1) Future Model. After calibrating the historic model, we can change the years in the model to represent the future. This only makes sense if you have plugged in *trends* as part of your data. For example, if I switch a 2000-2005 model to a 2015-2020 model, I would want to be sure that the population data is for 2015, not the year 2000. So it's good to plug in trends for data like that (other data, such as reservoir volume capacity, doesn't change over time).
The future model has the "Current Accounts Year" which represents the year that has known data. You might even overlap a little bit with a few years of known data, for instance if I build a model today for 2015-2050, I have data for 2015 and 2016. But the scenarios start the year after the Current Accounts year (2016 in this example). We don't just use the reference scenario for the future model, we can create many scenarios to examine the impacts of climate change, aquifer depletion, or both at the same time. The scenarios as the questions "what if?" for all the development scenarios we don't know about the future. It's up to the modeler and stakeholders to define them, and study the impacts against the Reference Scenario, without the development.
Hope that helps.
Subject: Re: Questions from tutorial Posted: 2/13/2017 Viewed: 4311 times
Thanks very much for your detailed answer. It helped a lot.
Now the next question is about climate data input. My study area includes two barrages, I have the discharge data for both of them. But the problem is that tehre is only one meterological station to record climate data. So I am stuck at this point, should i input smae climate data for both of barrages or what should I do? Kindly guide me through this.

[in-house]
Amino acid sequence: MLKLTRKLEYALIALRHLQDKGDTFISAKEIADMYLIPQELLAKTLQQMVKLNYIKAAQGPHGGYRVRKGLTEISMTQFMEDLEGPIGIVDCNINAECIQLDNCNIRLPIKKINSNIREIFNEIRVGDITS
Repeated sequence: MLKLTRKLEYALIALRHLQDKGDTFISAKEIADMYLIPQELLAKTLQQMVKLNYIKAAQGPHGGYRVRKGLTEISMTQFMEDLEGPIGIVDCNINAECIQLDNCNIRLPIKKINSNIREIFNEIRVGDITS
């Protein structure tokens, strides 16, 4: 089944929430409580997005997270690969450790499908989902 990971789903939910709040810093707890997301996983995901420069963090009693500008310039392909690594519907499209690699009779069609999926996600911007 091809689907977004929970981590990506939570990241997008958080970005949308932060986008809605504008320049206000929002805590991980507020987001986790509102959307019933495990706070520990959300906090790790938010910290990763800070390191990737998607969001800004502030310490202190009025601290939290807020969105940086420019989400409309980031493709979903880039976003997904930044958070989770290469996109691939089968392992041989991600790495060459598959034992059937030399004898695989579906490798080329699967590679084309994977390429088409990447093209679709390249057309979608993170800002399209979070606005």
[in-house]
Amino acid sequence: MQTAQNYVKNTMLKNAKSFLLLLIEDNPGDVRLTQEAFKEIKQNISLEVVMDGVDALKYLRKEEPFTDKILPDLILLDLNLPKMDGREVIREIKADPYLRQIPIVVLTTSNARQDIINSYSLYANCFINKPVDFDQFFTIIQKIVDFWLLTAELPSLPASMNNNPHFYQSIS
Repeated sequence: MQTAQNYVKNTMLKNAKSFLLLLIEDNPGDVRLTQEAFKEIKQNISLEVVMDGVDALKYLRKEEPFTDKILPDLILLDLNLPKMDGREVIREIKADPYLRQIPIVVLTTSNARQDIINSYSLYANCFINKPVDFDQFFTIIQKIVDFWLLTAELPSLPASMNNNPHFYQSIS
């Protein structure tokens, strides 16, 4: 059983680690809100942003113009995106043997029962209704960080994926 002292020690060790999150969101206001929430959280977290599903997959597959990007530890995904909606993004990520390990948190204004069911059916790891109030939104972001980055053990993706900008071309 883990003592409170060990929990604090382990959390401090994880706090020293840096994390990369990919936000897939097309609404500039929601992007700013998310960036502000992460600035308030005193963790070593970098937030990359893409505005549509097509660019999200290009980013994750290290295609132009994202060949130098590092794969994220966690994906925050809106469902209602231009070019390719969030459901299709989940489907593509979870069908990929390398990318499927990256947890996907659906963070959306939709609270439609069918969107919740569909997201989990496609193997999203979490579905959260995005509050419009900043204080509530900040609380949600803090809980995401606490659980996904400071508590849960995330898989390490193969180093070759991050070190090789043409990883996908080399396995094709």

Subject: Re: Questions from tutorial Posted: 2/13/2017 Viewed: 4305 times
You will find that the reservoir nodes in WEAP do not request climate data. The climate data can be entered the catchments, if you are modeling hydrology (using climate data to produce streamflow for your model). There is data entry for evaporation, but that's not exactly climate data - you may be able to find data about it elsewhere.
Subject: Re: Questions from tutorial Posted: 2/16/2017 Viewed: 4292 times
Thank You, Stephanie!
Subject: Re: Questions from tutorial Posted: 2/17/2017 Viewed: 4273 times
what value should i give if i dont have any return flows in my study area for both return flow from a demand site and consumption of a demand site?
Subject: Re: Questions from tutorial Posted: 2/20/2017 Viewed: 4233 times
Do you mean that you don't have any data for return flow? Or does the return flow go somewhere else, like the aquifer, or another river, a wastewater treatment plant?
Industrial and domestic water consumption tends to have a lot of return flow. If you really don't have data, I would say 10% consumption would be a fine estimate to start with for both. But obtaining data would be better.